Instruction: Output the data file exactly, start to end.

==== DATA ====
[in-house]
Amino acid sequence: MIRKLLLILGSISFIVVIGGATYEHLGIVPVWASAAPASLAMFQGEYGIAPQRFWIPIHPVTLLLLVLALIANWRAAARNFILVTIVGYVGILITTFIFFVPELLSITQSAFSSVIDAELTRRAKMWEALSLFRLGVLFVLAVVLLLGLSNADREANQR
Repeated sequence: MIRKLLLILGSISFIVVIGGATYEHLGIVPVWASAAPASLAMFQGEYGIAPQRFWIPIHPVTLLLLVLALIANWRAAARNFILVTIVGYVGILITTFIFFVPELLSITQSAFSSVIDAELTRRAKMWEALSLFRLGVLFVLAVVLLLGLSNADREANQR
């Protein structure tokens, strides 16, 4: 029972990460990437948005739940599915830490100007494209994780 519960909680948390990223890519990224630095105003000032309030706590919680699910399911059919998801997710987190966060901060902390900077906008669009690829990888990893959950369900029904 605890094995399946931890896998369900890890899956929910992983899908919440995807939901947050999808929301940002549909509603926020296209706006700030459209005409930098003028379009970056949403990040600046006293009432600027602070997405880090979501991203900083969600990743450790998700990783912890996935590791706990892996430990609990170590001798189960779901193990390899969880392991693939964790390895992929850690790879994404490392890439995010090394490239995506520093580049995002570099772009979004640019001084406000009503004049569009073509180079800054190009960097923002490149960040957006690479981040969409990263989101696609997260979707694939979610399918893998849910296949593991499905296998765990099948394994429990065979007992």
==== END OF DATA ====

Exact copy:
[in-house]
Amino acid sequence: MIRKLLLILGSISFIVVIGGATYEHLGIVPVWASAAPASLAMFQGEYGIAPQRFWIPIHPVTLLLLVLALIANWRAAARNFILVTIVGYVGILITTFIFFVPELLSITQSAFSSVIDAELTRRAKMWEALSLFRLGVLFVLAVVLLLGLSNADREANQR
Repeated sequence: MIRKLLLILGSISFIVVIGGATYEHLGIVPVWASAAPASLAMFQGEYGIAPQRFWIPIHPVTLLLLVLALIANWRAAARNFILVTIVGYVGILITTFIFFVPELLSITQSAFSSVIDAELTRRAKMWEALSLFRLGVLFVLAVVLLLGLSNADREANQR
């Protein structure tokens, strides 16, 4: 029972990460990437948005739940599915830490100007494209994780 519960909680948390990223890519990224630095105003000032309030706590919680699910399911059919998801997710987190966060901060902390900077906008669009690829990888990893959950369900029904 605890094995399946931890896998369900890890899956929910992983899908919440995807939901947050999808929301940002549909509603926020296209706006700030459209005409930098003028379009970056949403990040600046006293009432600027602070997405880090979501991203900083969600990743450790998700990783912890996935590791706990892996430990609990170590001798189960779901193990390899969880392991693939964790390895992929850690790879994404490392890439995010090394490239995506520093580049995002570099772009979004640019001084406000009503004049569009073509180079800054190009960097923002490149960040957006690479981040969409990263989101696609997260979707694939979610399918893998849910296949593991499905296998765990099948394994429990065979007992």